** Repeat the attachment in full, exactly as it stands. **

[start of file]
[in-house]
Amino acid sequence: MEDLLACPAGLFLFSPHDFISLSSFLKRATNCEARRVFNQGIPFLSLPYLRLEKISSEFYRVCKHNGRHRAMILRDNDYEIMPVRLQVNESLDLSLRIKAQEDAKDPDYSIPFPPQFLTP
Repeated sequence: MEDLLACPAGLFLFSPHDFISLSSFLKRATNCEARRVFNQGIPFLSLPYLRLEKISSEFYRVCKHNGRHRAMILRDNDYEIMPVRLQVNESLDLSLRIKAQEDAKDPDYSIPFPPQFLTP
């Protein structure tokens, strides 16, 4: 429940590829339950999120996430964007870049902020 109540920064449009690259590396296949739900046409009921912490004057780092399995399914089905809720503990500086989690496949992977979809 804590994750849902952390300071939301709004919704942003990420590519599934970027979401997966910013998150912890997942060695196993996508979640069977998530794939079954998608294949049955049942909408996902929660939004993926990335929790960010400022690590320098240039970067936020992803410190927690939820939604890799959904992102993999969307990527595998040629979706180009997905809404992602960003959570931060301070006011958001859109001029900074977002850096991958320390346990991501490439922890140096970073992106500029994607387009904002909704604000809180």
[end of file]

[in-house]
Amino acid sequence: MEDLLACPAGLFLFSPHDFISLSSFLKRATNCEARRVFNQGIPFLSLPYLRLEKISSEFYRVCKHNGRHRAMILRDNDYEIMPVRLQVNESLDLSLRIKAQEDAKDPDYSIPFPPQFLTP
Repeated sequence: MEDLLACPAGLFLFSPHDFISLSSFLKRATNCEARRVFNQGIPFLSLPYLRLEKISSEFYRVCKHNGRHRAMILRDNDYEIMPVRLQVNESLDLSLRIKAQEDAKDPDYSIPFPPQFLTP
């Protein structure tokens, strides 16, 4: 429940590829339950999120996430964007870049902020 109540920064449009690259590396296949739900046409009921912490004057780092399995399914089905809720503990500086989690496949992977979809 804590994750849902952390300071939301709004919704942003990420590519599934970027979401997966910013998150912890997942060695196993996508979640069977998530794939079954998608294949049955049942909408996902929660939004993926990335929790960010400022690590320098240039970067936020992803410190927690939820939604890799959904992102993999969307990527595998040629979706180009997905809404992602960003959570931060301070006011958001859109001029900074977002850096991958320390346990991501490439922890140096970073992106500029994607387009904002909704604000809180």